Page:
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Dependency Theory in Developing Countries

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Published: Mon, 11 Dec 2017

DEPENDENCY THEORY IN DEVELOPING COUNTRY

Dependency theory is a theory of how developing and developed nations interact. Dependency perspective focuses on reform efforts on inequalities in the international system rather than on domestic policy. It is an opposition theory to the popular free market theory of interaction. Rudiger Dornbusch (1992) lists “improved resource allocation” due to the price mechanism, “access to better technologies, inputs and intermediate goods”, “economies of scale and scope” and “greater domestic competition” as benefits of a free and open market place.

Dependency theory, in contrast, holds that there are a small number of established nations that are continually fed by developing nations, at the expense of the developing nations’ own health. The developing nations are essentially acting as colonial dependencies, sending their wealth to the developed nations with minimal compensation. In dependency theory, the developed nations actively keep developing nations in a subservient position, often through economic force by instituting sanctions, or by proscribing free trade policies.

Dependency theory also posits that the degree of dependency increases as time goes on. Wealthy countries are able to use their wealth to further influence developing nations into adopting policies that increase the wealth of the wealthy nations, even at their own expense. At the same time, they are able to protect themselves from being turned on by the developing nations, making their system more and more secure as time passes. Capital continues to migrate from the developing nations to the developed nations, causing the developing nations to experience a lack of wealth, which forces them to take out larger loans from the developed nations, further indebting them.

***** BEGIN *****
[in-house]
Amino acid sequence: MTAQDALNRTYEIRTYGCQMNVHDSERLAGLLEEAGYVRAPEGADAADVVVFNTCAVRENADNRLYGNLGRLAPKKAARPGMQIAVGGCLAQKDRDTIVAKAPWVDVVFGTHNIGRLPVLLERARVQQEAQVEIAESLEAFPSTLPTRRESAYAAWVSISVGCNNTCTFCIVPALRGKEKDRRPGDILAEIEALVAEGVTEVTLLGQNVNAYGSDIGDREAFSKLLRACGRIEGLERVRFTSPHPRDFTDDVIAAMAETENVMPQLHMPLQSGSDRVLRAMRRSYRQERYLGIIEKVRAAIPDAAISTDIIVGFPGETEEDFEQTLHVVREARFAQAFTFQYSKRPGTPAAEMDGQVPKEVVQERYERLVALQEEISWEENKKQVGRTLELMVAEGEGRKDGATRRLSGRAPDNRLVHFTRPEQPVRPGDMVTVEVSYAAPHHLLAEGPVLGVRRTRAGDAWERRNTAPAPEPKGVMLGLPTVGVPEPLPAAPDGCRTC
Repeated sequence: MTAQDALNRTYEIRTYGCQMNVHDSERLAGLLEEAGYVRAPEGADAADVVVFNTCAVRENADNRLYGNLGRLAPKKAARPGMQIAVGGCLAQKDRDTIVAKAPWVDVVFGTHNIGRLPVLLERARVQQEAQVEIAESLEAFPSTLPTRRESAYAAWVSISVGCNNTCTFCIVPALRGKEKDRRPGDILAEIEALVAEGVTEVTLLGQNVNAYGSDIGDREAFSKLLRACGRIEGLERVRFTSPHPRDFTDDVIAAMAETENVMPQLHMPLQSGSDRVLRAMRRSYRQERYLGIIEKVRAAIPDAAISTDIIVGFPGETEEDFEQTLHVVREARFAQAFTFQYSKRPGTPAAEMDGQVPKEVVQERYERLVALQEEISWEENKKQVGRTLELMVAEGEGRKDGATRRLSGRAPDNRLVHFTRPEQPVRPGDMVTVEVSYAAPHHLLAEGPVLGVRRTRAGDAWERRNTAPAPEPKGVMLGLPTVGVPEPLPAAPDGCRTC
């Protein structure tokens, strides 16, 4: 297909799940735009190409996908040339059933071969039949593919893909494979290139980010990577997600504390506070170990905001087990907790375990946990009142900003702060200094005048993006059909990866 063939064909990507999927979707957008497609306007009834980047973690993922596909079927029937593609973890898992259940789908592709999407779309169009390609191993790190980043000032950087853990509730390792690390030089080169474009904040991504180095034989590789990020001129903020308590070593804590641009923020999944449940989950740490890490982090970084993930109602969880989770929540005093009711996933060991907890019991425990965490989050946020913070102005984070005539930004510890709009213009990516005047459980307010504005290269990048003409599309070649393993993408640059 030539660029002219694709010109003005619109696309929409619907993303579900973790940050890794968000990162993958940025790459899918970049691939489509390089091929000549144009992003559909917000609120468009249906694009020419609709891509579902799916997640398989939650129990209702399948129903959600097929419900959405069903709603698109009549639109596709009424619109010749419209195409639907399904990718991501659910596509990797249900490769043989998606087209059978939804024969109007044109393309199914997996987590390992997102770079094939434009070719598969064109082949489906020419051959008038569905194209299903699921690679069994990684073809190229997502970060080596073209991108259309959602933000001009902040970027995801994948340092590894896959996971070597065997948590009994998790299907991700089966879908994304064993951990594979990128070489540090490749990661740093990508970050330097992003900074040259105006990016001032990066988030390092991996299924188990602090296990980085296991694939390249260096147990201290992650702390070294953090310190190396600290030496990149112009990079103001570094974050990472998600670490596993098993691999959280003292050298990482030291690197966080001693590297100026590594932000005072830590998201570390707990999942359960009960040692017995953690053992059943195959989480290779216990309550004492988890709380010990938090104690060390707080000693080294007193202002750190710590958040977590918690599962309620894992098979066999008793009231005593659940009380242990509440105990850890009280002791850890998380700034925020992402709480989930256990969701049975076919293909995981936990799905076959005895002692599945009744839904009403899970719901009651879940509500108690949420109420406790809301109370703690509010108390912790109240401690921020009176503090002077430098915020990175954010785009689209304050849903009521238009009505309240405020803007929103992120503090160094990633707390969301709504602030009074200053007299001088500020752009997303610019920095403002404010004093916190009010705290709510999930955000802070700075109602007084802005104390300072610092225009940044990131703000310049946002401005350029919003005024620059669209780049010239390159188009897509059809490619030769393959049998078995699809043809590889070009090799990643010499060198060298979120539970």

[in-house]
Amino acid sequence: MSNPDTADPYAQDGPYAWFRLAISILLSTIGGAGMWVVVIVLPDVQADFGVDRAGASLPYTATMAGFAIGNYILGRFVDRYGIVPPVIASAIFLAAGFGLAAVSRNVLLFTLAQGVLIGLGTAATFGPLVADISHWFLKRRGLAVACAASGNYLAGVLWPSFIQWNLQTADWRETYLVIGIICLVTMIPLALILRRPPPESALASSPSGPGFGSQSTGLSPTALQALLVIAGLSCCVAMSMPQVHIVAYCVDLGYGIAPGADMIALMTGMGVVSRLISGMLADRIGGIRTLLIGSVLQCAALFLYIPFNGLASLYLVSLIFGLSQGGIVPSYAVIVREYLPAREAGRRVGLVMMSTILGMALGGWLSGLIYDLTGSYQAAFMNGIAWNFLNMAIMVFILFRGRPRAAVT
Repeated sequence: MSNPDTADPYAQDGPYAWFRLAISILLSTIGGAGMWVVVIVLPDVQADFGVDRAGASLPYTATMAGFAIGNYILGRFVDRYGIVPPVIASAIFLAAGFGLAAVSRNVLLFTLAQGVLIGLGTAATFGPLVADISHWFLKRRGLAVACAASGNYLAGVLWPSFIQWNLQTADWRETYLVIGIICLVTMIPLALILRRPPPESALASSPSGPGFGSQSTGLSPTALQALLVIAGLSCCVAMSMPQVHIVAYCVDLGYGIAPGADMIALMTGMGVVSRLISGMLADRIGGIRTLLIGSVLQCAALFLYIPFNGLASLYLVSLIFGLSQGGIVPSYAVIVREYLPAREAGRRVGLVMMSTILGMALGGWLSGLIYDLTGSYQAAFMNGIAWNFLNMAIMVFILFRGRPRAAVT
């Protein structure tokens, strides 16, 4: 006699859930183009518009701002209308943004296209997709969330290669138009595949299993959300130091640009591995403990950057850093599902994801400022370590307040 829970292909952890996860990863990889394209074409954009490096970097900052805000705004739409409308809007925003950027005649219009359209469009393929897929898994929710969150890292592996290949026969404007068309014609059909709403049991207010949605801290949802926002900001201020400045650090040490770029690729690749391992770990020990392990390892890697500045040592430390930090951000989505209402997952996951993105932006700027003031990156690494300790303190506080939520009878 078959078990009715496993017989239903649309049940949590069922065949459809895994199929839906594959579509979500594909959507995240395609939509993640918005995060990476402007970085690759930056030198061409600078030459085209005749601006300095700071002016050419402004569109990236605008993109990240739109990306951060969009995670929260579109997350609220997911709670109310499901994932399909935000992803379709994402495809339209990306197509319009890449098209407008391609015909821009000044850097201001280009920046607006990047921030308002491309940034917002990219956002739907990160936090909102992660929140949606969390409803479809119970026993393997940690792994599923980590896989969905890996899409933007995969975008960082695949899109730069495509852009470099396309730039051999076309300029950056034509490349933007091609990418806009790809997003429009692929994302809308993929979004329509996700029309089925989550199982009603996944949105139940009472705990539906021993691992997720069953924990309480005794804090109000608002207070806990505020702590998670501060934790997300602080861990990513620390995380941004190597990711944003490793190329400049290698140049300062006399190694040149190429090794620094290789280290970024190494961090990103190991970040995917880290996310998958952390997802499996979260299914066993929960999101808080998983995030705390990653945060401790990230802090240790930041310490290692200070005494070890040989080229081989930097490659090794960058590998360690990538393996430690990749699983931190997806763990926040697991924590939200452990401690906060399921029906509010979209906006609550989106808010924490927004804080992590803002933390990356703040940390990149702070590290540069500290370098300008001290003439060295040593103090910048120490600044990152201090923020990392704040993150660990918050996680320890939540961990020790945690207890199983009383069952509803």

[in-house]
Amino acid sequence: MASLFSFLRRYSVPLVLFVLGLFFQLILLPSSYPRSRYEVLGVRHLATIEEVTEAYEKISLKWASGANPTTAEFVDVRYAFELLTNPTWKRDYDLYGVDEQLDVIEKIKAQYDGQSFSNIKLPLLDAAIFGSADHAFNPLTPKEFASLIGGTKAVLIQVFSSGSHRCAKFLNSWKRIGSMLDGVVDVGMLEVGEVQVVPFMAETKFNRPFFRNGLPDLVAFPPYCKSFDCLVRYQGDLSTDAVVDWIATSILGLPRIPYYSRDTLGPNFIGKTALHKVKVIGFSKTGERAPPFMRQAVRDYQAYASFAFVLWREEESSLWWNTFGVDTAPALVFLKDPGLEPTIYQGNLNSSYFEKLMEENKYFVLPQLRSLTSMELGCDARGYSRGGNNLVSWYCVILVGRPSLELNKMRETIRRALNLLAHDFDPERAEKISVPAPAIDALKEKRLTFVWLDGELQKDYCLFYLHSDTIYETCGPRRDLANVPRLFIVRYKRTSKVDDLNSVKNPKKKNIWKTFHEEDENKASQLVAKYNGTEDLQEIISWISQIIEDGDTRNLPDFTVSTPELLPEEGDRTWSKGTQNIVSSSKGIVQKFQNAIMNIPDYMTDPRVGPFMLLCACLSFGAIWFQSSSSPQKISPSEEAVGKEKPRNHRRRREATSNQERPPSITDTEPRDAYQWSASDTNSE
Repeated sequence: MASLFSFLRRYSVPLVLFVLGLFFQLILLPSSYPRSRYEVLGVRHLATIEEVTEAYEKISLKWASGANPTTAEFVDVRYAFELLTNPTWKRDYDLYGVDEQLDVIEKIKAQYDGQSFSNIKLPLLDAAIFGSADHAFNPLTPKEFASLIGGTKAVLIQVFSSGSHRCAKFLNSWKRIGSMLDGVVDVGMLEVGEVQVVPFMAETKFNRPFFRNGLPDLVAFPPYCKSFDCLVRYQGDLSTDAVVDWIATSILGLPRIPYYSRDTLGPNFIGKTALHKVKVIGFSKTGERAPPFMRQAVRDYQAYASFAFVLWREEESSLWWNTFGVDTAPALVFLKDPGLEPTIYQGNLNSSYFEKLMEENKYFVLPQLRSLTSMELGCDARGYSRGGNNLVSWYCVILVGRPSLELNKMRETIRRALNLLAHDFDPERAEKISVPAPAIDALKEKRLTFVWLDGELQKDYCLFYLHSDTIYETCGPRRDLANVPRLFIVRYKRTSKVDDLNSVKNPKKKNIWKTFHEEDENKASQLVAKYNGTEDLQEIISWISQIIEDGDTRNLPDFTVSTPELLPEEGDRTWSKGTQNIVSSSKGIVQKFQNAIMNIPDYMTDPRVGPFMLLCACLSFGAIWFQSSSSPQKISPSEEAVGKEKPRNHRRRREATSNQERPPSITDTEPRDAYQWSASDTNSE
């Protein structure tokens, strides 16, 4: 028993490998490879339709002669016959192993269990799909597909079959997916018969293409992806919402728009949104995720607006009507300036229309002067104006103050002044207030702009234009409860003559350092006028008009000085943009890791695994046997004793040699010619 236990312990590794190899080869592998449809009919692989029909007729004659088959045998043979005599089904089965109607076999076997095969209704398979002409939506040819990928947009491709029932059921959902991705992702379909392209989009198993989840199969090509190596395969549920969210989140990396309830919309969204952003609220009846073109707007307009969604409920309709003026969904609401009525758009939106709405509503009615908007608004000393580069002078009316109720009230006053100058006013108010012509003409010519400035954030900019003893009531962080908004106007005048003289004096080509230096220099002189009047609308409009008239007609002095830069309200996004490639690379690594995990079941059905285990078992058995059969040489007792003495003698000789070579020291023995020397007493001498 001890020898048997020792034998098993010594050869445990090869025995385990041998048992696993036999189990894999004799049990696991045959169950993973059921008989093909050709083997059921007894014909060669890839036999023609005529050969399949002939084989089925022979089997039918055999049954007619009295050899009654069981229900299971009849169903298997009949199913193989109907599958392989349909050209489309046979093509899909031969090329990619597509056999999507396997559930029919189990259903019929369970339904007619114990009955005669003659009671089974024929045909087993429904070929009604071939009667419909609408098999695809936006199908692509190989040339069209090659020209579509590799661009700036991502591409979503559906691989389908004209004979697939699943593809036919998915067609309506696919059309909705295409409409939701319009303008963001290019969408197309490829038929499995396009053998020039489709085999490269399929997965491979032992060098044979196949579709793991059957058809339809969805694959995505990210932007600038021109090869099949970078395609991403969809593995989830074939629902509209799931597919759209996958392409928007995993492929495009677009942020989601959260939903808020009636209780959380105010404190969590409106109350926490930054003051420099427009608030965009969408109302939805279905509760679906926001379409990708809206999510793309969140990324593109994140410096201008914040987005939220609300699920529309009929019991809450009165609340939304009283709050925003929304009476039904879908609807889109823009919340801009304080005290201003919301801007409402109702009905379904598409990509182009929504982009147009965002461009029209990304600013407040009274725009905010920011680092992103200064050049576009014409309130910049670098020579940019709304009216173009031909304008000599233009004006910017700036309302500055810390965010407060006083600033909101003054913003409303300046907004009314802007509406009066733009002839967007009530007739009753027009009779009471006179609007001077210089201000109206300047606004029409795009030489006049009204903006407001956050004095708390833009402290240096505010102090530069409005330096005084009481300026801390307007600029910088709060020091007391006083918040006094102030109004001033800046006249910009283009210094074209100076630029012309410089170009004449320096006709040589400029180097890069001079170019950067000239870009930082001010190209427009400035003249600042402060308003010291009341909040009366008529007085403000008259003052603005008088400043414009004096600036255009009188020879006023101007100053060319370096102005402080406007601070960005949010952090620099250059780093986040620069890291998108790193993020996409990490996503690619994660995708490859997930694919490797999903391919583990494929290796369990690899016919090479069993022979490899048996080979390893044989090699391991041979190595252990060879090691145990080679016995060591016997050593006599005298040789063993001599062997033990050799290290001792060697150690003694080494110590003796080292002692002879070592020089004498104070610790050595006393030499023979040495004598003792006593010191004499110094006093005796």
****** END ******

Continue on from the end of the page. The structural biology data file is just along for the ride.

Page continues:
The dependency perspective explains why the periphery remains trapped in a backward agrarian state. In the dependency view, incorporation on the developing areas/countries into the markets is a source of marginalization which perpetuates rather than erodes dualism (Hayami and Ruttan, 1985).

The failure of many counties of the periphery to make the investment in physical and institutional infrastructure needed to expand the volume of agricultural and raw materials exports is a more significant source of lag in development than overdependence on exports.(Hayami and Ruttan,1985).

There have been many different and conflicting ideas on how developing countries can alleviate the effects of the world system, several of the following protectionist/nationalist practices have been adopted at one time or another by such countries:

Promotion of domestic industry and manufactured goods. By imposing subsidies to protect domestic industries, poor countries can be enabled to sell their own products rather than simply exporting raw materials.

Import limitations. By limiting the importation of luxury goods and manufactured goods that can be produced within the country, the country can reduce its loss of capital and resources.

Forbidding foreign investment. Some governments took steps to keep foreign companies and individuals from owning or operating property that draws on the resources of the country.

Nationalization. Some governments have forcibly taken over foreign-owned companies on behalf of the state, in order to keep profits within the country.

Today Dependency Theory still applies to a certain degree. Lowering trade barriers does not necessarily mean that developing countries will progress or that there will not be trade imbalances because of the value of products and services that are being exchanged. The values of products from developed country are often higher in value than raw materials coming from developed countries thus trade may not be equal. Although labour is cheaper in developing countries due to lack of resources it does not mean that the local labour pool can respond to the needs of a global economy. Also government subsidies on agriculture products by developed countries forces developing countries that are often agriculture based to lower their prices further or risk being unable to compete in the global market.